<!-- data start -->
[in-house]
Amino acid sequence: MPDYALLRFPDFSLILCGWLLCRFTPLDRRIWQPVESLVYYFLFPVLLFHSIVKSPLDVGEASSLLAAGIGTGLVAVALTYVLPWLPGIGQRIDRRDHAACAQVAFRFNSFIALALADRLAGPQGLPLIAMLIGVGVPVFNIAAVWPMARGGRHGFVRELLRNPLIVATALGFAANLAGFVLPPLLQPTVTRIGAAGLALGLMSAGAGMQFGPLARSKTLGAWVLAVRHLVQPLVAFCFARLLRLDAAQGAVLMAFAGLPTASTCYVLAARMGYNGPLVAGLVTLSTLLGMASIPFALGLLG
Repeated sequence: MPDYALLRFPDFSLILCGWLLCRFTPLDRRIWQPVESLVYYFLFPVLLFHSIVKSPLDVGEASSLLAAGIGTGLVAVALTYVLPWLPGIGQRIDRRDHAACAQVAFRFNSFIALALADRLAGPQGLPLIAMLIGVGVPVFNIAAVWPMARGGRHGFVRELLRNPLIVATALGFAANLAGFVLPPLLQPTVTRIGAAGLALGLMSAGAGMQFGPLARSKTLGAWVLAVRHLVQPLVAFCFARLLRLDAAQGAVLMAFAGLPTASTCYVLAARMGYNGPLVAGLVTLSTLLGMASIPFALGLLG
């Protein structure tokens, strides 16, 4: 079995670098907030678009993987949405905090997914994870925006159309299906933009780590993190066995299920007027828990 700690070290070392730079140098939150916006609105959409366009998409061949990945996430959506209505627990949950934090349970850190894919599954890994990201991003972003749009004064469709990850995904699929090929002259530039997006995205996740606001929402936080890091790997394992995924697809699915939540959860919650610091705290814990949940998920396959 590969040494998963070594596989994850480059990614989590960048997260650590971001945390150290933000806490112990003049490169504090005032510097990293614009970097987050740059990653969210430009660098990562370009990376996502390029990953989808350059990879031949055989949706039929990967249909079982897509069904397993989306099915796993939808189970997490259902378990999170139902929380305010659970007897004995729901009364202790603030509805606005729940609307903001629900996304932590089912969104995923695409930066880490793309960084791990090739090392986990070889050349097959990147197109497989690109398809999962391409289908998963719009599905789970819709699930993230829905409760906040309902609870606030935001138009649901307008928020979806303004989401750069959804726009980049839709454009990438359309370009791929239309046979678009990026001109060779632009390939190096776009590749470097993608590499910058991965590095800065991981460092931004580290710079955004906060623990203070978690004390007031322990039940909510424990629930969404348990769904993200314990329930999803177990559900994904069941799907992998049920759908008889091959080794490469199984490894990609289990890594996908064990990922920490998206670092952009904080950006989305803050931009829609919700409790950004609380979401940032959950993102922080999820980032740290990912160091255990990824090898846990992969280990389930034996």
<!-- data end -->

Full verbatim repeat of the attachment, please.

[in-house]
Amino acid sequence: MPDYALLRFPDFSLILCGWLLCRFTPLDRRIWQPVESLVYYFLFPVLLFHSIVKSPLDVGEASSLLAAGIGTGLVAVALTYVLPWLPGIGQRIDRRDHAACAQVAFRFNSFIALALADRLAGPQGLPLIAMLIGVGVPVFNIAAVWPMARGGRHGFVRELLRNPLIVATALGFAANLAGFVLPPLLQPTVTRIGAAGLALGLMSAGAGMQFGPLARSKTLGAWVLAVRHLVQPLVAFCFARLLRLDAAQGAVLMAFAGLPTASTCYVLAARMGYNGPLVAGLVTLSTLLGMASIPFALGLLG
Repeated sequence: MPDYALLRFPDFSLILCGWLLCRFTPLDRRIWQPVESLVYYFLFPVLLFHSIVKSPLDVGEASSLLAAGIGTGLVAVALTYVLPWLPGIGQRIDRRDHAACAQVAFRFNSFIALALADRLAGPQGLPLIAMLIGVGVPVFNIAAVWPMARGGRHGFVRELLRNPLIVATALGFAANLAGFVLPPLLQPTVTRIGAAGLALGLMSAGAGMQFGPLARSKTLGAWVLAVRHLVQPLVAFCFARLLRLDAAQGAVLMAFAGLPTASTCYVLAARMGYNGPLVAGLVTLSTLLGMASIPFALGLLG
């Protein structure tokens, strides 16, 4: 079995670098907030678009993987949405905090997914994870925006159309299906933009780590993190066995299920007027828990 700690070290070392730079140098939150916006609105959409366009998409061949990945996430959506209505627990949950934090349970850190894919599954890994990201991003972003749009004064469709990850995904699929090929002259530039997006995205996740606001929402936080890091790997394992995924697809699915939540959860919650610091705290814990949940998920396959 590969040494998963070594596989994850480059990614989590960048997260650590971001945390150290933000806490112990003049490169504090005032510097990293614009970097987050740059990653969210430009660098990562370009990376996502390029990953989808350059990879031949055989949706039929990967249909079982897509069904397993989306099915796993939808189970997490259902378990999170139902929380305010659970007897004995729901009364202790603030509805606005729940609307903001629900996304932590089912969104995923695409930066880490793309960084791990090739090392986990070889050349097959990147197109497989690109398809999962391409289908998963719009599905789970819709699930993230829905409760906040309902609870606030935001138009649901307008928020979806303004989401750069959804726009980049839709454009990438359309370009791929239309046979678009990026001109060779632009390939190096776009590749470097993608590499910058991965590095800065991981460092931004580290710079955004906060623990203070978690004390007031322990039940909510424990629930969404348990769904993200314990329930999803177990559900994904069941799907992998049920759908008889091959080794490469199984490894990609289990890594996908064990990922920490998206670092952009904080950006989305803050931009829609919700409790950004609380979401940032959950993102922080999820980032740290990912160091255990990824090898846990992969280990389930034996």